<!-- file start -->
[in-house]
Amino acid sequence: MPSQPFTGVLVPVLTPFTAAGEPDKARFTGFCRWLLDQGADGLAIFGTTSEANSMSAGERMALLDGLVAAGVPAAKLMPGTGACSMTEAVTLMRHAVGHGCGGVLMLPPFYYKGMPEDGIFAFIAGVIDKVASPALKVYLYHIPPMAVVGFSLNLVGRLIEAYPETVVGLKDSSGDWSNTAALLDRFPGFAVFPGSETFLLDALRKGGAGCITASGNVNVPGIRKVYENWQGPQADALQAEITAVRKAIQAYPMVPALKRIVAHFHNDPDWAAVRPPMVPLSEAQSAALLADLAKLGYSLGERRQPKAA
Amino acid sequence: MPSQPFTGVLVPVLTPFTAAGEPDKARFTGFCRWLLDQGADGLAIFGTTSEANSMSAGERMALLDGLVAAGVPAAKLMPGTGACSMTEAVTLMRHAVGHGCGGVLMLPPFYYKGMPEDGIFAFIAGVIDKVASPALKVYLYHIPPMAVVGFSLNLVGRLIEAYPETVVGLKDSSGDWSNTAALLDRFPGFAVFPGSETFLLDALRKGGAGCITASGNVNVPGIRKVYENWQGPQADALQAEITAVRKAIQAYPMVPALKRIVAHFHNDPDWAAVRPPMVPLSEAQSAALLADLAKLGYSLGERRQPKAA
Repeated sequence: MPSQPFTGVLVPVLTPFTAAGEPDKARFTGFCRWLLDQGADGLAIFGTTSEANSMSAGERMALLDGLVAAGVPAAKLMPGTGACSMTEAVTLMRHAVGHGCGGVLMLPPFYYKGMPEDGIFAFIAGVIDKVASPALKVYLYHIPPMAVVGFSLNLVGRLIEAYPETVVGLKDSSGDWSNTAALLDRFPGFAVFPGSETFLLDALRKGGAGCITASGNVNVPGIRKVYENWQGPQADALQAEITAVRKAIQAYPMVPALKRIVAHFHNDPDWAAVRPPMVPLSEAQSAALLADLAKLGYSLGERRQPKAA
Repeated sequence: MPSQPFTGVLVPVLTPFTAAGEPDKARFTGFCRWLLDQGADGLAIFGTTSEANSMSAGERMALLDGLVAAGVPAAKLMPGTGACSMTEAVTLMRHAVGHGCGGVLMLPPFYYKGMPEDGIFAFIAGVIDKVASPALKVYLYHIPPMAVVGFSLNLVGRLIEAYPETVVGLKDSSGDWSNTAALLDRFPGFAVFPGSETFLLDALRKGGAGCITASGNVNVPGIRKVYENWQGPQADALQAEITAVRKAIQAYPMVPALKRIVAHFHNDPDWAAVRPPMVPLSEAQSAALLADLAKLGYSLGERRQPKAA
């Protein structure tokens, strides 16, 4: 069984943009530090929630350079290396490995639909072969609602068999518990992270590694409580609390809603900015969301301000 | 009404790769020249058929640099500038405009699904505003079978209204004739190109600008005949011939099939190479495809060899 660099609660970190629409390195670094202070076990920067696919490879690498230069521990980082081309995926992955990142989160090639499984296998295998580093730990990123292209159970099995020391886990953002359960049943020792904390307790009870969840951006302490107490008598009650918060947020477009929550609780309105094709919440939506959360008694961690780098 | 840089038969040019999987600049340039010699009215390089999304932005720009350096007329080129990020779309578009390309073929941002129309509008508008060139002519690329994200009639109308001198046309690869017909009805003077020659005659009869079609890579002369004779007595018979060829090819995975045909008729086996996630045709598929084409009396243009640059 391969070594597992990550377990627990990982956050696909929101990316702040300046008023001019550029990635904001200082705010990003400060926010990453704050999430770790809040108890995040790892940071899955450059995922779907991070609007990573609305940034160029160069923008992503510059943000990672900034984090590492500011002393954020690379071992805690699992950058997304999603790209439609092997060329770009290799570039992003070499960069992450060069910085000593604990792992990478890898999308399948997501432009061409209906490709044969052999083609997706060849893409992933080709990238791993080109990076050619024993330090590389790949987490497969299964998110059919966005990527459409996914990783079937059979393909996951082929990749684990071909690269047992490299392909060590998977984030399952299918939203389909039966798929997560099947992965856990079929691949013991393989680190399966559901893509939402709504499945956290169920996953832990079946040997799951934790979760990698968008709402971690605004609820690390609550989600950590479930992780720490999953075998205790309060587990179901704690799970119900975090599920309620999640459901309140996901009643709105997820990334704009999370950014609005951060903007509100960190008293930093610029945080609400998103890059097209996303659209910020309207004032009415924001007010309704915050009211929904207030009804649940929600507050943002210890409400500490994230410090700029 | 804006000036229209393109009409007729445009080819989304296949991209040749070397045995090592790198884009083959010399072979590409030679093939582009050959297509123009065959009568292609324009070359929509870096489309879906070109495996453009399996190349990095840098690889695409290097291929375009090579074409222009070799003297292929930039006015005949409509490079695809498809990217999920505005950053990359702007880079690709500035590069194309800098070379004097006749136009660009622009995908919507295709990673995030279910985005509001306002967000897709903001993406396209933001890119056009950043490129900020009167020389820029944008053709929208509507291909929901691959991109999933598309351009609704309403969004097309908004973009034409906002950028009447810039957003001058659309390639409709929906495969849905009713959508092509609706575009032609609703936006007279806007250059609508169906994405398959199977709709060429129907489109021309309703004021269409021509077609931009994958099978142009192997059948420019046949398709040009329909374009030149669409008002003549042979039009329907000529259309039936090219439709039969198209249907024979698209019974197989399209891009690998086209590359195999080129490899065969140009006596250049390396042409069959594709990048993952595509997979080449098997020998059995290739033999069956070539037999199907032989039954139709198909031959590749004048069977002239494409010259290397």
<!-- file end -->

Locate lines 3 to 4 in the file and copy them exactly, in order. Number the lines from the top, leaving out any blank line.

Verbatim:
Amino acid sequence: MPSQPFTGVLVPVLTPFTAAGEPDKARFTGFCRWLLDQGADGLAIFGTTSEANSMSAGERMALLDGLVAAGVPAAKLMPGTGACSMTEAVTLMRHAVGHGCGGVLMLPPFYYKGMPEDGIFAFIAGVIDKVASPALKVYLYHIPPMAVVGFSLNLVGRLIEAYPETVVGLKDSSGDWSNTAALLDRFPGFAVFPGSETFLLDALRKGGAGCITASGNVNVPGIRKVYENWQGPQADALQAEITAVRKAIQAYPMVPALKRIVAHFHNDPDWAAVRPPMVPLSEAQSAALLADLAKLGYSLGERRQPKAA
Repeated sequence: MPSQPFTGVLVPVLTPFTAAGEPDKARFTGFCRWLLDQGADGLAIFGTTSEANSMSAGERMALLDGLVAAGVPAAKLMPGTGACSMTEAVTLMRHAVGHGCGGVLMLPPFYYKGMPEDGIFAFIAGVIDKVASPALKVYLYHIPPMAVVGFSLNLVGRLIEAYPETVVGLKDSSGDWSNTAALLDRFPGFAVFPGSETFLLDALRKGGAGCITASGNVNVPGIRKVYENWQGPQADALQAEITAVRKAIQAYPMVPALKRIVAHFHNDPDWAAVRPPMVPLSEAQSAALLADLAKLGYSLGERRQPKAA